But technology is only the first step. Suppose now that R&D efforts manage to produce a new thermoelectric technology in a few years that is scalable, economically attractive and that can efficiently tap the waste energy from power plants, what’s next?

The Policy Barriers

In the realm of clean energy, it’s been shown that energy efficiency is the most attractive investment with the shortest payback time. But even with the most proven, market-ready technologies, individuals are still slow to adapt, often at the expense of higher energy bills. How would we get power plants to use thermoelectrics, if such a technology were available?

If past experience is any judge, the wide-scale implementation of a (hypothetical) high-efficiency thermoelectric technology would be a considerable challenge. Unlike private homeowners, electric power utilities are extremely risk-averse and their learning curve is slow. And in contrast with programs such as DOE’s Home Star, there are currently no subsidies or government incentives for utilities to take advantage of their waste heat. Not to mention the fact that even residential energy efficiency has a long way to go, with 20-30 percent energy savings still untapped in the United States. In short, there is a huge energy waste in the power sector and no policy mechanisms to tackle it.

Although it’s difficult to speculate the policy implications of an unproven technology, a few policy themes deserve serious attention. First, industrial plants would think twice about releasing waste heat into the atmosphere and rivers if they could put a price on it. In particular, putting a price on water usage for power plants and factories across the United States would make an enormous difference for the economics of waste heat, as well as for the environment. Second, one could envision a series of requirements for new and existing plants, similar to the Best Available Control Technology (BACT) requirements in the Clean Air Act of 1990, that would be aimed at widening the use of energy-efficiency technology in the power and industrial sectors.

In Conclusion...

At present, the technology behind thermoelectrics isn’t mature enough to play a significant role in economy-wide energy efficiency. Some even argue that this day will never come, and that it would be a waste (no pun intended) of resources to bet on thermoelectrics as a climate change mitigation technology.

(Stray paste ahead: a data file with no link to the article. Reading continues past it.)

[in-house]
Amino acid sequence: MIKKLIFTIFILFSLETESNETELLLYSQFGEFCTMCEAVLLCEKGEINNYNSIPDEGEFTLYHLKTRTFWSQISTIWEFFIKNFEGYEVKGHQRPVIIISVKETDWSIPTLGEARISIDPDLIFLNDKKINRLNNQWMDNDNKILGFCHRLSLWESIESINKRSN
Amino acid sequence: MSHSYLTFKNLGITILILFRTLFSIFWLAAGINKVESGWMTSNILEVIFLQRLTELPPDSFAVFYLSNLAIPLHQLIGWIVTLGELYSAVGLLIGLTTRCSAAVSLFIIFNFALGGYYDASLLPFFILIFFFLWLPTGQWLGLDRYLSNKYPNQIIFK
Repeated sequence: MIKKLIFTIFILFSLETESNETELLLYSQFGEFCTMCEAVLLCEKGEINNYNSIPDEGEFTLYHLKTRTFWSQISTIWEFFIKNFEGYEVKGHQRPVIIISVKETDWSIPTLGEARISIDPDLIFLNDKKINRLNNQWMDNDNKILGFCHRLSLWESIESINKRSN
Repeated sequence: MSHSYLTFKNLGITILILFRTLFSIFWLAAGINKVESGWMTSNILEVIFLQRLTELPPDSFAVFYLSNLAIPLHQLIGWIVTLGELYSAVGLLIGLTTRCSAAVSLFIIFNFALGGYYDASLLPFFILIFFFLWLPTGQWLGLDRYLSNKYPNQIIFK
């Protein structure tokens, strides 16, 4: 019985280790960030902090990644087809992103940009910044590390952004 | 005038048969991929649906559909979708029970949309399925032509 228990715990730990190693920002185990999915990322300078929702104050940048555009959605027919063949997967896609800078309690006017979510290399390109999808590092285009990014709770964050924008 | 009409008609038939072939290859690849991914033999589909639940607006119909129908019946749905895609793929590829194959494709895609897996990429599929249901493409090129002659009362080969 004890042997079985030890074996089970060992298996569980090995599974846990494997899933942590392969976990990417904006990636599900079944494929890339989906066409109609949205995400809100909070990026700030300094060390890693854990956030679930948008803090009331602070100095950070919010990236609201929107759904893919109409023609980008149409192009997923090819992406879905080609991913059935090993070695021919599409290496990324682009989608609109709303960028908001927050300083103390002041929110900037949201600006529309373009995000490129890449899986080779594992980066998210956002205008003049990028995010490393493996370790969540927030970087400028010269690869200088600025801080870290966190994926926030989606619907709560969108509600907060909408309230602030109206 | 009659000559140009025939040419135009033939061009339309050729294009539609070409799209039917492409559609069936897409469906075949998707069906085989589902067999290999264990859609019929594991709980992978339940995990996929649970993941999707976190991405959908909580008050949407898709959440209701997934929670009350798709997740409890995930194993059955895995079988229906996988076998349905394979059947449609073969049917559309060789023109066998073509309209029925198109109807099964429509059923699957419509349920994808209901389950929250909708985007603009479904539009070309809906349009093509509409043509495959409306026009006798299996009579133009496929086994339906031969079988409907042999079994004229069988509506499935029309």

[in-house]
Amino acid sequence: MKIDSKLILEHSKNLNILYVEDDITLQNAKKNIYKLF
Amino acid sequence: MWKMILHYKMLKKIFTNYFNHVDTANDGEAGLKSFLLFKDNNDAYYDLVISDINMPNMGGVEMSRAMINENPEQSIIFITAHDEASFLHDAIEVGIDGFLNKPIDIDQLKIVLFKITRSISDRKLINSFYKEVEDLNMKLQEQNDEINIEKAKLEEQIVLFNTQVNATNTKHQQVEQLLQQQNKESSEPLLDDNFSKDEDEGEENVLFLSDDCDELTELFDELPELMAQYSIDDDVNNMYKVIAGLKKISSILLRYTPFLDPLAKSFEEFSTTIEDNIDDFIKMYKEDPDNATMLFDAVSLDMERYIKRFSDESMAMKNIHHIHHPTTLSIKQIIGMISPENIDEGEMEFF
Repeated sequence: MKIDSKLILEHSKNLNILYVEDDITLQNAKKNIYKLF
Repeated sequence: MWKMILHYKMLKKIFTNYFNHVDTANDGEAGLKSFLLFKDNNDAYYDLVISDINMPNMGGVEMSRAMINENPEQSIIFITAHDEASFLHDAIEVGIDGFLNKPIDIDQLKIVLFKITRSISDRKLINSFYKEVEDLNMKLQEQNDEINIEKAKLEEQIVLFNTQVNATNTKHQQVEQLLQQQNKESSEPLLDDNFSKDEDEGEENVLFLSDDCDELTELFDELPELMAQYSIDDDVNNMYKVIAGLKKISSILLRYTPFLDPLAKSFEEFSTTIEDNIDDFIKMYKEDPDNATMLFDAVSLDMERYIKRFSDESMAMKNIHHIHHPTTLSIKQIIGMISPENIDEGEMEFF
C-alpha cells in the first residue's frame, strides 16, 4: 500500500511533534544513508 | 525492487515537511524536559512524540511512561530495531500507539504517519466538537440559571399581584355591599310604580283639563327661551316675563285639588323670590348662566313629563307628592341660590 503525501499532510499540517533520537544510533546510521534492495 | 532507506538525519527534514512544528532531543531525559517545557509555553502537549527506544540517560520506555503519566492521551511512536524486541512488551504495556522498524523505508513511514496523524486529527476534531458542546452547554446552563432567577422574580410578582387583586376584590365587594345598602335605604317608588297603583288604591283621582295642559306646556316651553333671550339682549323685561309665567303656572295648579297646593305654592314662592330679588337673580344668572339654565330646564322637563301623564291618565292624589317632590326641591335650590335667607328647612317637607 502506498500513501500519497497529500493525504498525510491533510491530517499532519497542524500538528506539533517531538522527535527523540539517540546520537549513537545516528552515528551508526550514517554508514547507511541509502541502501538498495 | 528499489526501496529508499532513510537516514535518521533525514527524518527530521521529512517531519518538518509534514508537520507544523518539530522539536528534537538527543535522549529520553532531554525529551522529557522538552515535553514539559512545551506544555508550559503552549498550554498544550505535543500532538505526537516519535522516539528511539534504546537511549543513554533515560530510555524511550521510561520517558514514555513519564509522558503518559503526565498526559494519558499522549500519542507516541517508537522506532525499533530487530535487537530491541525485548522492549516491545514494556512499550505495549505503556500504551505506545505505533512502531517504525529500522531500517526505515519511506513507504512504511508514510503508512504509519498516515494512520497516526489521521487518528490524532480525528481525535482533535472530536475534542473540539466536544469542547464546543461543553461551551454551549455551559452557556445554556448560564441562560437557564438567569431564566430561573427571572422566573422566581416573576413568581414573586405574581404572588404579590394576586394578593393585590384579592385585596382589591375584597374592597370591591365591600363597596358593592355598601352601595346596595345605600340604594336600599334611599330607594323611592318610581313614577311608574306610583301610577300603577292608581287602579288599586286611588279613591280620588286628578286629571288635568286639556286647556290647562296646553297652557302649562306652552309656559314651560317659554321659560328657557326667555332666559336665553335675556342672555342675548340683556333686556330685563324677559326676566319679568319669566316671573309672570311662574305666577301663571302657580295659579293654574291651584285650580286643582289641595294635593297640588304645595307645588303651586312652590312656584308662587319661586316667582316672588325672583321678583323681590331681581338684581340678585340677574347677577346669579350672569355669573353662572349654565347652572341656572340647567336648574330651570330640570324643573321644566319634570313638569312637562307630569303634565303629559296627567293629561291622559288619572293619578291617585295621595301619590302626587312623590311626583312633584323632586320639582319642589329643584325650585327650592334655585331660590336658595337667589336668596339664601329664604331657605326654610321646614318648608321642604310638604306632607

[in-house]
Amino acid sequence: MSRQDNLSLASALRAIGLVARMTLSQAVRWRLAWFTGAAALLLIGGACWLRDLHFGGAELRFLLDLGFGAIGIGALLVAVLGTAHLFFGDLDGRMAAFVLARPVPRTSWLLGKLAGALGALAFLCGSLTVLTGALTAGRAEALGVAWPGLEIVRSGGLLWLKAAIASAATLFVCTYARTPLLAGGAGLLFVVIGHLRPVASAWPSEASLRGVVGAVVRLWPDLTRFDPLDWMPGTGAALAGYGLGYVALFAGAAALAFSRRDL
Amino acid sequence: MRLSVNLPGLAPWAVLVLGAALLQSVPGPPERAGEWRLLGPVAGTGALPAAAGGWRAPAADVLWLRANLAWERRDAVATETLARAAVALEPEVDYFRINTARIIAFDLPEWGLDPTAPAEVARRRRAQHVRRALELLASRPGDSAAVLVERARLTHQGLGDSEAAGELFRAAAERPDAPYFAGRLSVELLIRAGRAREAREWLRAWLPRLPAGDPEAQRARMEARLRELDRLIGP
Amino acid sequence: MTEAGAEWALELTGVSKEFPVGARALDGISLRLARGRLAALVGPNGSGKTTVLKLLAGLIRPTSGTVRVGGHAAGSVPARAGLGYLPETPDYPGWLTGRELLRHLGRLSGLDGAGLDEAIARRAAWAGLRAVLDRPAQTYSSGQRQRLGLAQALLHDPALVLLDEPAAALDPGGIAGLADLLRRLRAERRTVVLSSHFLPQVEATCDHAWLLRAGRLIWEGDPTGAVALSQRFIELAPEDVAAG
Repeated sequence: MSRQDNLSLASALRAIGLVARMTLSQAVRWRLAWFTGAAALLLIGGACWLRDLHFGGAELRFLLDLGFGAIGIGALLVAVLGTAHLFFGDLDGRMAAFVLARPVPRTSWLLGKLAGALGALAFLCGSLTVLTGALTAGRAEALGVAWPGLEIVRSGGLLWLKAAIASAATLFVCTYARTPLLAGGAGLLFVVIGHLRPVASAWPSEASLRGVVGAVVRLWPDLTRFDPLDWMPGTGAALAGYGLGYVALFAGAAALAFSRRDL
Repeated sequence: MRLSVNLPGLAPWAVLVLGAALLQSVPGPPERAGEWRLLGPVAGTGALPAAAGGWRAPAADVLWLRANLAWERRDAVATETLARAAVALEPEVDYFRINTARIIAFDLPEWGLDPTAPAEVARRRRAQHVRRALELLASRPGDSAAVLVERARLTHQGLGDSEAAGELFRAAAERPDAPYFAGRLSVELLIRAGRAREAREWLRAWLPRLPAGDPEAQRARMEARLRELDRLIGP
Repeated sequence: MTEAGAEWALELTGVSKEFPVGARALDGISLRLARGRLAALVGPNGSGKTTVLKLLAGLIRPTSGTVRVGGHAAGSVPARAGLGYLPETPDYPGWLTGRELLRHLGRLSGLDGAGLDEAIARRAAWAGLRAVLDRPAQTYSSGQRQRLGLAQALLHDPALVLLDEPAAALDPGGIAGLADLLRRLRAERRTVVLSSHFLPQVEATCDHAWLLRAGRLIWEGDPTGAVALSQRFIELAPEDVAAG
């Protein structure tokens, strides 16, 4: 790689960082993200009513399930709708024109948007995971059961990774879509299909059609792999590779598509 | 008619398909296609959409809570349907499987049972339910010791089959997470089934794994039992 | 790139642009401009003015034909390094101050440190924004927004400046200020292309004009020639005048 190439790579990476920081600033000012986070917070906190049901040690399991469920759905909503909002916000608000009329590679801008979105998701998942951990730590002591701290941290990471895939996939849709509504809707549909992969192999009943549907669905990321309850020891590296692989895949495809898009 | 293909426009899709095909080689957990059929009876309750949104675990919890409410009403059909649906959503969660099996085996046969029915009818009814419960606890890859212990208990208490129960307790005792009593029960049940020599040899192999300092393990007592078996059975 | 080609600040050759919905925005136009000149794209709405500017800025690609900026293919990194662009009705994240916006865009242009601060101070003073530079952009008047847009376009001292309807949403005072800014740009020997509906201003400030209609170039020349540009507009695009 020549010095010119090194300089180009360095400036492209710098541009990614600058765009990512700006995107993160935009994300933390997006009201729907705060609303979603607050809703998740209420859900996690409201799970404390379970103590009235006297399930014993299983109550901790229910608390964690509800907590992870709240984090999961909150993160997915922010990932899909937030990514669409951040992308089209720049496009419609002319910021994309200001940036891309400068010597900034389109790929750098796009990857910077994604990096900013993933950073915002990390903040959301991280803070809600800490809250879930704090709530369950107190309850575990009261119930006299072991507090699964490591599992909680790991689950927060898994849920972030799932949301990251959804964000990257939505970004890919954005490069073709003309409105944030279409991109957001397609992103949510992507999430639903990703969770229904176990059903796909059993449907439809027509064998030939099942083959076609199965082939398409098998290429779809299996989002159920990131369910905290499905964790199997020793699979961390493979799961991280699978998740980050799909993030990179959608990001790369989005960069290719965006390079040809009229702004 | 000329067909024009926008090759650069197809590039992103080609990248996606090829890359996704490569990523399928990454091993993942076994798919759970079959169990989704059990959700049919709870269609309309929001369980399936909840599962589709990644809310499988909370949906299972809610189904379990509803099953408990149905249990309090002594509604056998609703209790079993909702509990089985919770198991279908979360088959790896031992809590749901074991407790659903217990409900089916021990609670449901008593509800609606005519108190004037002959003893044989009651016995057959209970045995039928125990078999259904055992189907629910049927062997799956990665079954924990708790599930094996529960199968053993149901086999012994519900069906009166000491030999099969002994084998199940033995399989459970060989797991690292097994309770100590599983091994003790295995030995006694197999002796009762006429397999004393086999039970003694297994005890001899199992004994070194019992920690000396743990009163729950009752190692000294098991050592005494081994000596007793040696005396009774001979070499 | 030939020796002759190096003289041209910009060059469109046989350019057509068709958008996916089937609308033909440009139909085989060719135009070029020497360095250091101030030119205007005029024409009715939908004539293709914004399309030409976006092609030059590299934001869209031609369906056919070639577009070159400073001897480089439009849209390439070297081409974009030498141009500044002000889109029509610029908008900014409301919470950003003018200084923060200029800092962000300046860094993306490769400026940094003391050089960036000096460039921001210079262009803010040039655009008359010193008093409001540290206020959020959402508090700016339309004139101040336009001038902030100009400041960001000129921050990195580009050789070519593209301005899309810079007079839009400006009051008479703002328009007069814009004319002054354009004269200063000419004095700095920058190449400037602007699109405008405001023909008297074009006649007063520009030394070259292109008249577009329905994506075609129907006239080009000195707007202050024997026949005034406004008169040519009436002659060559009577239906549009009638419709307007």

It is too early to tell whether thermoelectrics can live up to their full potential, but the basic purpose of thermoelectrics also points to other promising options, such as combined heat and power (also known as a cogeneration plant). As water becomes an increasingly scarce resource, some emerging desalination technologies might also succeed in tapping waste heat from power plants to convert seawater into clean water.

The magnitude of the energy waste problem in colossal: the example of thermoelectrics illustrates how energy efficiency extends far beyond the reaches of our homes. A more mature debate on innovative policy ideas, combined with ambitious technological research, will play a crucial role in bringing about a paradigm shift in the world’s energy landscape.


David Cohen-Tanugi is a Policy Fellow in AEL’s New Energy Leaders Project. He writes a column on some of the most promising and game-changing clean technologies that are coming out of laboratories in Cambridge and across the United States, providing an in-depth look at the role that innovation policy for clean technologies will play in our energy future.

David is a Ph.D. student at MIT in materials science & engineering. His research there will focus on computational approaches to clean energy technology. Prior to joining MIT, David served as the China-US climate and energy policy liaison for NRDC.

Disclosure: Several members of the author's research group at MIT are working on advanced thermoelectric technology. The views expressed are those of the author and do not necessarily reflect the position of AEL.